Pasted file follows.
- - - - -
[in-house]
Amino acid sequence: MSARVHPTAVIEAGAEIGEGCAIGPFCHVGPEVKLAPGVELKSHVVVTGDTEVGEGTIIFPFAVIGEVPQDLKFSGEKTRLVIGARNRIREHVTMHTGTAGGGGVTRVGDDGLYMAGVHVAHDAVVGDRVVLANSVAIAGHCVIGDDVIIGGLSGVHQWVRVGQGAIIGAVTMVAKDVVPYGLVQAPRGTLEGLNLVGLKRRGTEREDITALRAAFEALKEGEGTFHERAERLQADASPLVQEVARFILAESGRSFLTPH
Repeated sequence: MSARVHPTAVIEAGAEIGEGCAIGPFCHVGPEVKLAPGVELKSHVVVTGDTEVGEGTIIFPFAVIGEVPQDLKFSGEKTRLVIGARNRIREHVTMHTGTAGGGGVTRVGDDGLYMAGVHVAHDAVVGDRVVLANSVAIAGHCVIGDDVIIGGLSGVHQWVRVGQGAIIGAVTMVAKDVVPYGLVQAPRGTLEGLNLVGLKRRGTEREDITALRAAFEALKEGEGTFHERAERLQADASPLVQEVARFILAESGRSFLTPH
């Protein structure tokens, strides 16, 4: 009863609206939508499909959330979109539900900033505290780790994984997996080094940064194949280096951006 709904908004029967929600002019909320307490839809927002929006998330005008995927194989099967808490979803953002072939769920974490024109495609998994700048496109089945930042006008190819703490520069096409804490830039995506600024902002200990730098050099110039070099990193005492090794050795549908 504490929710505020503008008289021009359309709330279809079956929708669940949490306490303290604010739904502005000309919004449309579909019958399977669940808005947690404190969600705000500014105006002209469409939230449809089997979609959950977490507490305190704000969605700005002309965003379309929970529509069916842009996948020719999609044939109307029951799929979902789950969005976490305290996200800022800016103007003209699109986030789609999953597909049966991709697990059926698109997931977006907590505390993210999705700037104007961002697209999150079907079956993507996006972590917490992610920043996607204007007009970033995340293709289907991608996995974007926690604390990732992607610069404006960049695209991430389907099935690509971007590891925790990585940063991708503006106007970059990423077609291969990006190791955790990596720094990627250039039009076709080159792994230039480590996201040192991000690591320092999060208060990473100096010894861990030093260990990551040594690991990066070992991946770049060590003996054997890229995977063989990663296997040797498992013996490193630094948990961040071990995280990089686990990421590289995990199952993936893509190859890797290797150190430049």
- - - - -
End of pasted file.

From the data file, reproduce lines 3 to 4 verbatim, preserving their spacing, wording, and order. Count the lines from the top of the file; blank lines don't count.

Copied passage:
Repeated sequence: MSARVHPTAVIEAGAEIGEGCAIGPFCHVGPEVKLAPGVELKSHVVVTGDTEVGEGTIIFPFAVIGEVPQDLKFSGEKTRLVIGARNRIREHVTMHTGTAGGGGVTRVGDDGLYMAGVHVAHDAVVGDRVVLANSVAIAGHCVIGDDVIIGGLSGVHQWVRVGQGAIIGAVTMVAKDVVPYGLVQAPRGTLEGLNLVGLKRRGTEREDITALRAAFEALKEGEGTFHERAERLQADASPLVQEVARFILAESGRSFLTPH
């Protein structure tokens, strides 16, 4: 009863609206939508499909959330979109539900900033505290780790994984997996080094940064194949280096951006 709904908004029967929600002019909320307490839809927002929006998330005008995927194989099967808490979803953002072939769920974490024109495609998994700048496109089945930042006008190819703490520069096409804490830039995506600024902002200990730098050099110039070099990193005492090794050795549908 504490929710505020503008008289021009359309709330279809079956929708669940949490306490303290604010739904502005000309919004449309579909019958399977669940808005947690404190969600705000500014105006002209469409939230449809089997979609959950977490507490305190704000969605700005002309965003379309929970529509069916842009996948020719999609044939109307029951799929979902789950969005976490305290996200800022800016103007003209699109986030789609999953597909049966991709697990059926698109997931977006907590505390993210999705700037104007961002697209999150079907079956993507996006972590917490992610920043996607204007007009970033995340293709289907991608996995974007926690604390990732992607610069404006960049695209991430389907099935690509971007590891925790990585940063991708503006106007970059990423077609291969990006190791955790990596720094990627250039039009076709080159792994230039480590996201040192991000690591320092999060208060990473100096010894861990030093260990990551040594690991990066070992991946770049060590003996054997890229995977063989990663296997040797498992013996490193630094948990961040071990995280990089686990990421590289995990199952993936893509190859890797290797150190430049």